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Commentary

Plan Past 'the Day After'

U.S. must look beyond a terrorist nuclear attack.

November 21, 2002|Brett Wagner | Brett Wagner is president of the California Center for Strategic Studies, executive director of the Swords Into Plowshares Project and a professor at the U.S. Naval War College. The opinions expressed are his own.

We awoke recently to a new FBI alert telling Americans that Al Qaeda may be planning a "spectacular" terrorist attack intended to damage the U.S. economy and inflict large-scale casualties.

The unusually dire warning suggested that future Al Qaeda attacks would meet several criteria, including "high symbolic value, mass casualties, severe damage to the U.S. economy and maximum psychological trauma." It sounds eerily like a description of a nuclear weapon being detonated on U.S. soil.

Though many Americans are finally taking seriously the very real possibility that a terrorist organization could one day acquire a nuclear weapon and detonate it in the United States, few have considered all the possible long-term consequences -- nor has the Bush administration's new national security strategy.

This lack of foresight and preparedness not only leaves the country vulnerable to many horrific aftermath scenarios should the unthinkable happen, it could also have devastating effects on American foreign policy.

Most Americans now know that Russia's nuclear stockpiles are under-secured, with hundreds of tons of weapon-grade uranium and plutonium scattered across that country. A few pounds of either material could arm a nuclear device capable of leveling almost any U.S. city. Also widely known is that terrorist organizations have tried to acquire stolen or diverted nuclear materials and warheads.

Should an organization such as Al Qaeda acquire a nuclear device, there is little reason to believe that it could be kept out of this country.

Unfortunately, most of the discussion and research in this area has focused solely on "the day before" or "the day after" such a terrorist attack.

The really scary stuff, however, lies just beyond that: the day after the day after.

A terrorist group would not even actually need to possess a second device; it would merely just have to say it did. It could claim it had several more hidden in other U.S. cities, ready to be used if the U.S. military did not start withdrawing from the Arabian peninsula -- a key Al Qaeda objective -- in, say, 72 hours.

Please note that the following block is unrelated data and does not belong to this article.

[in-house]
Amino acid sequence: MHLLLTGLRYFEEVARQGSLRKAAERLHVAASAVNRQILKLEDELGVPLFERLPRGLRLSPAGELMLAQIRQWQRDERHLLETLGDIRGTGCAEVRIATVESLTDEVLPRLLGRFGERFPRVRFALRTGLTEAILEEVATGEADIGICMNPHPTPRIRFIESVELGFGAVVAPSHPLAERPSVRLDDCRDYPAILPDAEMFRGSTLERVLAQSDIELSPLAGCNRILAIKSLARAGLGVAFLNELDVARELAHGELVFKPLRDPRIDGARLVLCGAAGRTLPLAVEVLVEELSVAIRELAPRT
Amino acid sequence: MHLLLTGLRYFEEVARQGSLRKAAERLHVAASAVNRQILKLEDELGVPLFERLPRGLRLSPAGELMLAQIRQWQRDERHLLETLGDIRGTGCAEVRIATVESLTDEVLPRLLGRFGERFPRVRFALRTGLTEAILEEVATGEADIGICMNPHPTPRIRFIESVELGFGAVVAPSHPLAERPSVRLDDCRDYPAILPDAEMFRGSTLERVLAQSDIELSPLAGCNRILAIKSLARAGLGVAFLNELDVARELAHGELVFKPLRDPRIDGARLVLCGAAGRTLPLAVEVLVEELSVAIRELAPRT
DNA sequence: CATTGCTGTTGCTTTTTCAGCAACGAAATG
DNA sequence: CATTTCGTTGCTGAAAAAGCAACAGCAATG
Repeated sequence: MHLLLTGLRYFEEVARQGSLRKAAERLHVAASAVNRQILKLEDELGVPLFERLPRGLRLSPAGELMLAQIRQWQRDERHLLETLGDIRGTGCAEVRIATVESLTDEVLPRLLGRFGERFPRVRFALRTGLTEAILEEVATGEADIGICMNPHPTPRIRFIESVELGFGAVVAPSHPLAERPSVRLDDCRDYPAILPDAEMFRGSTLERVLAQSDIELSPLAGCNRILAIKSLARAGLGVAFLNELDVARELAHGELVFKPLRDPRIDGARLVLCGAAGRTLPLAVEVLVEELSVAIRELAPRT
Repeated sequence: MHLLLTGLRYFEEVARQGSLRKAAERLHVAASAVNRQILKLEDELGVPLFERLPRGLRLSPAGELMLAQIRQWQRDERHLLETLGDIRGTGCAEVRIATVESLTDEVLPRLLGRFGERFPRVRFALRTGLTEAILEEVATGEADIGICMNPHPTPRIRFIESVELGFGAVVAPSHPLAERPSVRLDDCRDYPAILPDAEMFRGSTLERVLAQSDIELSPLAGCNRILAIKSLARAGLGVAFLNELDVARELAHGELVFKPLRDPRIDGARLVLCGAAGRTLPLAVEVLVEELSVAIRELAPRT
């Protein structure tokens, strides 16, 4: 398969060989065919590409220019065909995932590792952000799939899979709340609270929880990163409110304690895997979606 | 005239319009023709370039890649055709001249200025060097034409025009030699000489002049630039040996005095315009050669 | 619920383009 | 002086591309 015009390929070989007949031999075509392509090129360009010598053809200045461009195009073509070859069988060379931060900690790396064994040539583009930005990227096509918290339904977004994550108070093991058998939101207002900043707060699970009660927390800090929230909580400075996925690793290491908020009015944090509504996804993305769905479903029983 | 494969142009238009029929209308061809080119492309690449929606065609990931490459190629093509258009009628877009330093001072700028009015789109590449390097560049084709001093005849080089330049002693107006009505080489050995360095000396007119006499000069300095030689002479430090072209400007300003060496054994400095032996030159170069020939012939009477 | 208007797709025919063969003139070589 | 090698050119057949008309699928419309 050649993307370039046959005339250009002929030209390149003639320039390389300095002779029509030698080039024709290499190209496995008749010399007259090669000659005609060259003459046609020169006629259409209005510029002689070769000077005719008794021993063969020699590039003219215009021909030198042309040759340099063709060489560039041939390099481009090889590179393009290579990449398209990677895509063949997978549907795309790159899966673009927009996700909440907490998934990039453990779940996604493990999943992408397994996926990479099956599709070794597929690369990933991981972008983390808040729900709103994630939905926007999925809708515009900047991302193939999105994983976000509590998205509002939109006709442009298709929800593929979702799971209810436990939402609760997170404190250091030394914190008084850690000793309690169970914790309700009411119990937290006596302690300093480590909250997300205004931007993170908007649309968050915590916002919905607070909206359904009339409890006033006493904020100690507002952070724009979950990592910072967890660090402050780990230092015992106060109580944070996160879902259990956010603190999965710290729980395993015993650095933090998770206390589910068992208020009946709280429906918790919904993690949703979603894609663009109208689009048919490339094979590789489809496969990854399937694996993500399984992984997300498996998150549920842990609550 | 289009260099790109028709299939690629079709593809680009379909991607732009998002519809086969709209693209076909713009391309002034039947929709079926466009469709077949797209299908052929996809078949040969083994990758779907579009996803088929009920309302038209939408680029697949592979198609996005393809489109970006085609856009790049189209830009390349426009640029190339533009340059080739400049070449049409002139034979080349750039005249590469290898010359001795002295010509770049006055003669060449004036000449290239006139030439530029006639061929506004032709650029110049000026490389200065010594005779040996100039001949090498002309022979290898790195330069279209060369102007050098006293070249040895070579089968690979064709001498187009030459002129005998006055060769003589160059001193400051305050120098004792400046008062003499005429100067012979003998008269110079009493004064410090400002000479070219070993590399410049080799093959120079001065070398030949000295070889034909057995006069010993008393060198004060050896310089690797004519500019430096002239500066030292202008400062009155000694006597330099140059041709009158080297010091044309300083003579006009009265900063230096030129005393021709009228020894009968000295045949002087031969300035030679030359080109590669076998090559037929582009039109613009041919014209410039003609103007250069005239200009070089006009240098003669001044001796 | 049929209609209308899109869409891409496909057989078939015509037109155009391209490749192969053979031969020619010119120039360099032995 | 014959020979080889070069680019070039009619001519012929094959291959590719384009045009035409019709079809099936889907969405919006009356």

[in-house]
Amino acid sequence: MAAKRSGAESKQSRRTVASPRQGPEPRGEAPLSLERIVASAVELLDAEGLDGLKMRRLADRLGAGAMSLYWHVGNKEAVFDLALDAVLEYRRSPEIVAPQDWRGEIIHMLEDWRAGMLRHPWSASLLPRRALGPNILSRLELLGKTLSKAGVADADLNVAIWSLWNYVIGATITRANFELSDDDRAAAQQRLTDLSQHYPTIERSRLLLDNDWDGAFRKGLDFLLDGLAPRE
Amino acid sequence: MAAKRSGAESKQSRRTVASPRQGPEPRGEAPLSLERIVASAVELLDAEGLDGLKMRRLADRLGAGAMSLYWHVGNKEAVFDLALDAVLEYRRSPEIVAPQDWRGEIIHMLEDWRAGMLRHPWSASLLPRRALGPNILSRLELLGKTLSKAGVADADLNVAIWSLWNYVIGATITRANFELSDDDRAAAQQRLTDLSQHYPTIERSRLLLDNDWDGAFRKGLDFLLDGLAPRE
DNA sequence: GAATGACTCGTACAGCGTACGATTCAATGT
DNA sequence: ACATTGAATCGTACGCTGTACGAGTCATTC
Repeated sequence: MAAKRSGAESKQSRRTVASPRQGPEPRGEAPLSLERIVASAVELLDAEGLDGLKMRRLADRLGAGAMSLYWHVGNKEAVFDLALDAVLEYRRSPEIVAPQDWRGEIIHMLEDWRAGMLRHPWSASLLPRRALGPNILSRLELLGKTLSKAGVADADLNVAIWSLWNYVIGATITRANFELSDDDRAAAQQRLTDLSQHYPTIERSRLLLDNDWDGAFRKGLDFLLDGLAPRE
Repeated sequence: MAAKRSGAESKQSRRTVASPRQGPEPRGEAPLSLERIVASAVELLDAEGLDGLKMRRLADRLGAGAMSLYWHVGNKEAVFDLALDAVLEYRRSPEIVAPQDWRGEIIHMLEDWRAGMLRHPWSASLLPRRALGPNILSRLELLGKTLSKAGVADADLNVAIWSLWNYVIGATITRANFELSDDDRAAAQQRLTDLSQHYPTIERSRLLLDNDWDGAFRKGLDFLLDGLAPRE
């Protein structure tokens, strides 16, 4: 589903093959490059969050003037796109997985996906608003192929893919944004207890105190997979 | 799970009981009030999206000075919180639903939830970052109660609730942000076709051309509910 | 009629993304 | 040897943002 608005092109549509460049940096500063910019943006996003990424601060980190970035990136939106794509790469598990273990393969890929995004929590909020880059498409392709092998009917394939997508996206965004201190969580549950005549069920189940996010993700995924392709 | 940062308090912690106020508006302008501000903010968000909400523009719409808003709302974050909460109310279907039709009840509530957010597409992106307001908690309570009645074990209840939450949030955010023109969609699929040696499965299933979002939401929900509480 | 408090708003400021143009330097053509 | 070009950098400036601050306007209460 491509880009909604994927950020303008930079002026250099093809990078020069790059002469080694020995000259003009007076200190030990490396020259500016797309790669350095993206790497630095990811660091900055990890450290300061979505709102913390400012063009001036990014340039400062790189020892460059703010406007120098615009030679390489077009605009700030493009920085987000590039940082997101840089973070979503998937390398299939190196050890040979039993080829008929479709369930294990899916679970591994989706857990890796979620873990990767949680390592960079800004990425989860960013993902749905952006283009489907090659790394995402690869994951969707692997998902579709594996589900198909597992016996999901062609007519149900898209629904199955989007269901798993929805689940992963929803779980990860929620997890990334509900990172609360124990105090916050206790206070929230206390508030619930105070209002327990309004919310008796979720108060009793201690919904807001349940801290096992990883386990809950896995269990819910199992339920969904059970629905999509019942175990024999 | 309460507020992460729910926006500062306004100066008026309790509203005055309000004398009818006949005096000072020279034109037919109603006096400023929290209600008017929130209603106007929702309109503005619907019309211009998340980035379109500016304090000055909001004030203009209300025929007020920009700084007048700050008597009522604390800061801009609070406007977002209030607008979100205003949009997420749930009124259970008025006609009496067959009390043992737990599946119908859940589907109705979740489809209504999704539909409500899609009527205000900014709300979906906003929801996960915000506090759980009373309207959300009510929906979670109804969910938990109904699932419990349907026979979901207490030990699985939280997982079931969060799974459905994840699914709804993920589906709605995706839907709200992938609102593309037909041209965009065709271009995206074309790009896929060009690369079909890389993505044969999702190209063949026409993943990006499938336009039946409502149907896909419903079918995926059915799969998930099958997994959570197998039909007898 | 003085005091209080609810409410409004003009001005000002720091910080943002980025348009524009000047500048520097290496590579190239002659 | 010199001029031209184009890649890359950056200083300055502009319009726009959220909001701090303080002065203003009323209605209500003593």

Imagine what the outbound highways would look like near any U.S. city or the overall effect on our economy, our security, our civil rights, our way of life, our ability to project military power throughout the world.

Could U.S. leaders not comply with the terrorists' demands, knowing the possible consequences in human and political terms? What would happen to all those U.S. military bases in the Middle East? What would become of Persian Gulf oil and the Western economies that are so dependent upon it?

The implications for the Navy alone are staggering. How far would the Navy's forces have to pull back from the Middle East?

President Bush's recently released National Security Strategy virtually ignores these considerations. Key concerns deserving his immediate attention include how to calm the nation in the event of nuclear blackmail or surprise attack, how to open and conduct negotiations with nuclear-armed terrorists and how to govern a nation truly under siege, preferably without sacrificing civil liberties or resorting to martial law.

Beyond that, the administration should begin developing contingency plans for "the day after the day after" to stabilize stock and financial markets, guarantee the basic functioning of the economy, relocate large numbers of potentially hysterical American citizens fleeing radioactive fallout, redeploy U.S. forces abroad rapidly should that prove necessary and, last but not least, provide medical and personal care for the wounded and dying.

The president should also work closely with the new Congress to redouble U.S. efforts to help fully secure Russia's enormous nuclear stockpiles before they begin slipping into terrorist hands. That is, after all, one of the best ways to help ensure that a nuclear 9/11 never happens.

Otherwise, should the Bush administration continue to ignore these considerations, Americans may wake up one morning to the aftermath of a terrorist nuclear attack, an FBI alert warning that more attacks may be imminent and a White House without a plan for what to do next.

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